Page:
|Dressing in cool weather||stuttsdc|
Oct 23, 2002 5:41 AM
|Hey folks. This'll be my first time riding in the fall-to-winter season and I could use some tips on how to dress.
My rides will be in the mornings. I'd say the temp at that time is usually mid 40's F, and works it's way into the mid-50s..or even upper 50s by ride's end.
Layers are the approach, I'm sure, but what exactly?
Do I do a polypro T-shirt, short sleve jersey, and arm warmers (and leg warmers)? or T-shirt and long-sleve jersey (i've a thin long-sleve jersey)?
I own a pearl izumi fleece vest but it's a tad bulky and it wouldn't pack down into my jersey pockets.
I've also a thin headband and polypro stretch gloves.
OK, what if it gets a little cooler than that. I have a breatheable, waterproof cycling jacket. It's not heavy and warm, but more for wind, light water.
Your advice is appreciated.
|Sounds like you are on the right track||ms|
Oct 23, 2002 5:47 AM
|All of the options you discuss sound OK for weather in the 40s and 50s. It really comes down to what you are comfortable with -- you just need to experiment. My usual problem is that I am cold when I start out and but am overdressed by the end. Arm warmers and knee warmers are a good solution for that problem. A windbreaker vest also is a good thing to have for the temperature range you are discussing.|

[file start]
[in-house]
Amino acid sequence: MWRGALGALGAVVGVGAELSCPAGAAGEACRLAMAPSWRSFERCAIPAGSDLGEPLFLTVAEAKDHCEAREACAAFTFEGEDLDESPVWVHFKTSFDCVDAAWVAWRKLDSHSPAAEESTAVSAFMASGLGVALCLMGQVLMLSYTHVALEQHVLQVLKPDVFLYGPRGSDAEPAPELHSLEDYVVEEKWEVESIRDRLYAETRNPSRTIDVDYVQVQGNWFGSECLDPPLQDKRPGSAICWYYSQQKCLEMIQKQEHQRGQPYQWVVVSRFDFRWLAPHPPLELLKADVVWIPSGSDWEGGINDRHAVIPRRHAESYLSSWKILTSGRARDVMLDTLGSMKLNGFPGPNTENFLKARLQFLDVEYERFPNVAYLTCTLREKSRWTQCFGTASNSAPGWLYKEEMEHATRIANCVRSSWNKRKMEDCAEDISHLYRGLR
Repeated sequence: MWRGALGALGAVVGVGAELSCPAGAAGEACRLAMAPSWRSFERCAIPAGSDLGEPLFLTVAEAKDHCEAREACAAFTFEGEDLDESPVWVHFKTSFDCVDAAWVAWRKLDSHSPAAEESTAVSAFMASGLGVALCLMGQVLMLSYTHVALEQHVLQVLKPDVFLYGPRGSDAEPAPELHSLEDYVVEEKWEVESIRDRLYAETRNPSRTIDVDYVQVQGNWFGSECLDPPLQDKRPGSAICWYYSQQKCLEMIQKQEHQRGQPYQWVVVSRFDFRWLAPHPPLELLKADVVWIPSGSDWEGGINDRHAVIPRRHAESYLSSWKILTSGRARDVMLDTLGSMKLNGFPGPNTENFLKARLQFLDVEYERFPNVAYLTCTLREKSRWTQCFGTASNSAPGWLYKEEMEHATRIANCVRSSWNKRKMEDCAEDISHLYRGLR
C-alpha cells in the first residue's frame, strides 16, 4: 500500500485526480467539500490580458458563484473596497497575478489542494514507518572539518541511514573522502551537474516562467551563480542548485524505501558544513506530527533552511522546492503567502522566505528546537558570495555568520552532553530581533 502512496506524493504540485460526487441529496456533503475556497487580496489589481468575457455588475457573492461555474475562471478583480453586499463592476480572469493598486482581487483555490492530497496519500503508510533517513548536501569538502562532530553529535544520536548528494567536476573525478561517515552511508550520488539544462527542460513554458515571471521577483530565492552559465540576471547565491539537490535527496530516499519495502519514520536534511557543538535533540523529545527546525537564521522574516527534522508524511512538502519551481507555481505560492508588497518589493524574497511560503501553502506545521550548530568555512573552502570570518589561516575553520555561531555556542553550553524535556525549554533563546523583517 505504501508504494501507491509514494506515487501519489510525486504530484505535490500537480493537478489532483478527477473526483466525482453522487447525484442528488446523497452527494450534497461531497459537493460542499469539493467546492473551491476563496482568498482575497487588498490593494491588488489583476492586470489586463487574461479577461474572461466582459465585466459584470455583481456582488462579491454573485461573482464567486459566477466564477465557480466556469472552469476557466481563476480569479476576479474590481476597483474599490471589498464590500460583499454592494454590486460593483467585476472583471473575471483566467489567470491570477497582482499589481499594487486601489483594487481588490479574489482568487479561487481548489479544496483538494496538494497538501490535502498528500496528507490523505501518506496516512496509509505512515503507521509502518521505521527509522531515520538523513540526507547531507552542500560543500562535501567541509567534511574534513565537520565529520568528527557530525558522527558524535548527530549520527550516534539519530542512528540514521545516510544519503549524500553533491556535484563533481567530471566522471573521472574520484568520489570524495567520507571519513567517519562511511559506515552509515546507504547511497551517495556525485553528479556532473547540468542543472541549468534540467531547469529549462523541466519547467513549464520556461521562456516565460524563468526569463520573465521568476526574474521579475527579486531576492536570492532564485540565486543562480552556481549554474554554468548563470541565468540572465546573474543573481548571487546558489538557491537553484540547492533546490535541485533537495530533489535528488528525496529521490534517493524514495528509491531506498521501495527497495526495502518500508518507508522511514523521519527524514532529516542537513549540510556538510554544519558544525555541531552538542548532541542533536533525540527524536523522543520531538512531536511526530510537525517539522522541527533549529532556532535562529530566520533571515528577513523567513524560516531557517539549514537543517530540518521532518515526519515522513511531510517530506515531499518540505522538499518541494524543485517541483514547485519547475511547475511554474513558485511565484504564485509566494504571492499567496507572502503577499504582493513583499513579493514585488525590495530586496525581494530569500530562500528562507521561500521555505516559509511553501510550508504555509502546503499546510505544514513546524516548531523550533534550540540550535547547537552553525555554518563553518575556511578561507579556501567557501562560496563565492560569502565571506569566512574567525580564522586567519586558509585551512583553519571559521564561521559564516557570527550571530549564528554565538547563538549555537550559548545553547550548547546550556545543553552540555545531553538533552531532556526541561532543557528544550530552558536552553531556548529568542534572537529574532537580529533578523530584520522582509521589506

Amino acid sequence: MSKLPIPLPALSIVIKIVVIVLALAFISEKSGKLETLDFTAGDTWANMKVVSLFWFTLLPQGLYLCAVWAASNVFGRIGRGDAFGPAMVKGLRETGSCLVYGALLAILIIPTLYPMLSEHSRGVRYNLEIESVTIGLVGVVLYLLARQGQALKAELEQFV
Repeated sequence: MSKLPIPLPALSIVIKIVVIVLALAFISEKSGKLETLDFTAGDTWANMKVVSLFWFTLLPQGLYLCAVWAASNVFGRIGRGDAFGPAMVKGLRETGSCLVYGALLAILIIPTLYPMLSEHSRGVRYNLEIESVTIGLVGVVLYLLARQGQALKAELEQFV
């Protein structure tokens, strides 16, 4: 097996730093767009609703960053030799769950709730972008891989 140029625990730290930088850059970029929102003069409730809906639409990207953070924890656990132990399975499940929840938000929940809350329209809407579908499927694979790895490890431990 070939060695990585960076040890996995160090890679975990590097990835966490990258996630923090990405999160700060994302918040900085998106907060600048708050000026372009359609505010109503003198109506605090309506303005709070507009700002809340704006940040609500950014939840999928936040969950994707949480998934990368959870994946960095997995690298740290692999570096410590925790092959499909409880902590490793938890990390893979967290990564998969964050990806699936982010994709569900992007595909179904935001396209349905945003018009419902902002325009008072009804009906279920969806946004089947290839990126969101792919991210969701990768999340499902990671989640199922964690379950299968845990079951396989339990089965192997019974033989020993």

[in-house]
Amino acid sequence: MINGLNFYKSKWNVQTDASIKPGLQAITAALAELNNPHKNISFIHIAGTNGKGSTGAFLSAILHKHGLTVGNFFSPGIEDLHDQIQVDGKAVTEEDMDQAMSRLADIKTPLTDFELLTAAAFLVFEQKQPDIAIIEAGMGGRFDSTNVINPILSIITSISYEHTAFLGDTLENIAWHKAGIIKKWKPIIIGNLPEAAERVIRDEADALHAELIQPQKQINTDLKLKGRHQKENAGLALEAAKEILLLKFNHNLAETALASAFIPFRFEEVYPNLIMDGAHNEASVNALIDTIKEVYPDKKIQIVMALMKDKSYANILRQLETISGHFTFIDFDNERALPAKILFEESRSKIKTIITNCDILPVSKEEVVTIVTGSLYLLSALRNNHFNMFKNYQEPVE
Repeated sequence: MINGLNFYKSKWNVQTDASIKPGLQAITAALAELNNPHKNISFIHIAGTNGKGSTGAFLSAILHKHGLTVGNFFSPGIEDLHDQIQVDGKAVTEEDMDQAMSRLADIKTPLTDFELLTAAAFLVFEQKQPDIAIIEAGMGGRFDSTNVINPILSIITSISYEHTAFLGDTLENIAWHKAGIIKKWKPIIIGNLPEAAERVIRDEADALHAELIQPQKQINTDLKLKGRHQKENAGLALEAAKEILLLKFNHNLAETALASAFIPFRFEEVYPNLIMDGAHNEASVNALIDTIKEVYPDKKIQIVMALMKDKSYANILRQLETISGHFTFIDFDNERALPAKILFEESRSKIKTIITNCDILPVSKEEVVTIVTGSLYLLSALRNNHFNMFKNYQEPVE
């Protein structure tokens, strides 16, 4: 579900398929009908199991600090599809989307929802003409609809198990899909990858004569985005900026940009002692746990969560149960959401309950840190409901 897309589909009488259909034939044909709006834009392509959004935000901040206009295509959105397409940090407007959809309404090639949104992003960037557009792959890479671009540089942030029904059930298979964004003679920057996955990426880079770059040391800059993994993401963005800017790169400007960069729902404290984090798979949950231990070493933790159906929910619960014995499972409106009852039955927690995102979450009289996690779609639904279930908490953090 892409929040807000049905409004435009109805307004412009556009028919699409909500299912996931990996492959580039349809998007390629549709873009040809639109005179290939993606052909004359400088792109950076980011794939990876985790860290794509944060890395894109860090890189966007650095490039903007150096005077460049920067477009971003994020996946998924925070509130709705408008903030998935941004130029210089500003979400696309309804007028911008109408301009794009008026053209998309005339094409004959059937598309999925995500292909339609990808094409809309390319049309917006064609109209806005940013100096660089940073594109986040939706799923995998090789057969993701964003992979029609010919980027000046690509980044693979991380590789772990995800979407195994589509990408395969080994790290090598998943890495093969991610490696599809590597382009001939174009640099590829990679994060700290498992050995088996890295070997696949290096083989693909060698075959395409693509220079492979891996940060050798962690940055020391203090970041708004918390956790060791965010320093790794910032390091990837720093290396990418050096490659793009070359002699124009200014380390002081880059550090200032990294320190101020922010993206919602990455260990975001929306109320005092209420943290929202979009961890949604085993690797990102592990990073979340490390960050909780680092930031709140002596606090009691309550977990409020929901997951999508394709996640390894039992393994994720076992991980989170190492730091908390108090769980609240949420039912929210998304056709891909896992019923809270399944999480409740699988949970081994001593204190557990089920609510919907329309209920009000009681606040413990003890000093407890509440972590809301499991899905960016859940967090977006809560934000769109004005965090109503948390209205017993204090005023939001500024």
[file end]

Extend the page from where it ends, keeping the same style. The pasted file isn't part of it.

|I prefer dressing indoors||jw25|
Oct 23, 2002 5:52 AM
|but to each their own, right?
Seriously, though, these are pretty mild conditions (at least compared to mine - central PA, getting colder every day).
Personally, for cooler mornings I do bibs, a coolmax sleeveless base layer, jersey with armwarmers, and some kneewarmers. Full-finger gloves, maybe with liners if it's windy, with a vest stuffed in a pocket. If it could rain, I bring a light jacket instead of the vest, and stuff a cap in their, too, as well as clipping the visor back on my helmet.